Tag Archives: YouTube

Tableaux Vivants: ‘Living Pictures’ Performance Art

26 Oct

tableaux vivants pinable

First grade tableau vivant: Keith Haring, “Five Figures Dancing”.

Our first and second graders acted out a series of tableaux vivants (‘living pictures’ ) last week. In traditional tableaux, people dress up as the characters in an artwork. They hold a minutes-long pose in front of an elaborately painted background. We skipped the costumes and backdrops, but still had a great time interacting with the artworks.

We began with a Powerpoint and video (see below). For a warm up, we practiced posing like the Mona Lisa. After students understood the basic concept, they acted out artworks with progressively larger groups of characters.

After a few group activities, I put a bunch of art books on the tables and let students act out whatever they liked.

homer tableau vivant

First grade tableau vivant: Winslow Homer ‘Snap the Whip’.

Second grade tableau vivant: Henry Moore, "Reclining Figure"

Second grade tableau vivant: Henry Moore, “Reclining Figure”.

Second grade tableau vivant.

Second grade tableau vivant.

I love the second grade interpretation of Roy Lichtenstein’s Wham!. The little girl in the photo is acting out the explosion.

Wham! tableau vivant

Second grade tableau vivant: Roy Lichtenstein, ‘Wham!’

Resources:

‘Pagent of the Masters’ is an elaborate tableaux vivants production staged each summer here in Southern California. It has been going on since 1933, and features tableaux based on painting, sculpture, prints and more. Check out this video from CBS Sunday Morning .

Here is the Google Presentation (it’s just like a Powerpoint) I created for our lesson. It includes some fun ‘sculpture game’ activities at the end.

Tableaux vivants are a great way to interact with artworks at the museum. Check out this article from Art Museum Teaching.

Next steps:

Can you imagine the students staging their own Pagent of the Masters? They could select their own artworks, dress up, paint their own background, gather props, have a student director, an iPad photographer….how cool would that be? Maybe next term….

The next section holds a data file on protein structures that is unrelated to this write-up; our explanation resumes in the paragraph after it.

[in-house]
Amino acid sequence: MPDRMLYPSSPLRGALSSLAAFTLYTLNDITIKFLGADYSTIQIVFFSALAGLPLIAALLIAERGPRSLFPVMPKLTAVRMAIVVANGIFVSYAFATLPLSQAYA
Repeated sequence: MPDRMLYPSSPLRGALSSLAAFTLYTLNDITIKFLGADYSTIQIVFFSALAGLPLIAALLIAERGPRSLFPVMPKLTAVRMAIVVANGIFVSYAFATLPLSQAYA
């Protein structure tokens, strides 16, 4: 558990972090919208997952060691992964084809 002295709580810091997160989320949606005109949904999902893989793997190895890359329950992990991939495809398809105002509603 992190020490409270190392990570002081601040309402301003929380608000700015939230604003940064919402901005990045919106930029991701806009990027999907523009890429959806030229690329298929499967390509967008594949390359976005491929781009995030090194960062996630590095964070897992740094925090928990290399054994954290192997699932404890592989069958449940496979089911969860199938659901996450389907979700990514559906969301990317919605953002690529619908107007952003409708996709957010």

Enjoy!

First Week of Art: Rules Project

10 Aug

I have struggled with the most effective way to present the art room rules. This fall I plan to try something new – an engaging rules project like the one Elizabeth Stroud uses in her art room.

Ms. Stroud’s rules lesson is an example of project based learning. I love how Ms. Stroud’s students work as teams, and come up with so many ways to demonstrate the art room rules. Even very young students were able to articulate examples of the rules!

Enjoy!

Do you have a creative way of teaching the rules in your art room?

Video Lesson: Flower Fields in One-Point Perspective

1 Apr

flower fields in one point perspective

Spring is here. This month the beautiful Flower Fields in Carlsbad, California burst into bloom.

Flower Fields in Carlsbad, CA. Photo sources: bloomingbulbs.com;

Flower Fields in Carlsbad, CA. Photo sources: bloomingbulbs.com;

The fields are filled with colorful ranunculus flowers. Each spring families throughout San Diego trek to the Flower Fields to admire their beauty. This outing is very popular – a show of hands revealed almost all my 5th and 6th graders had visited the Flower Fields.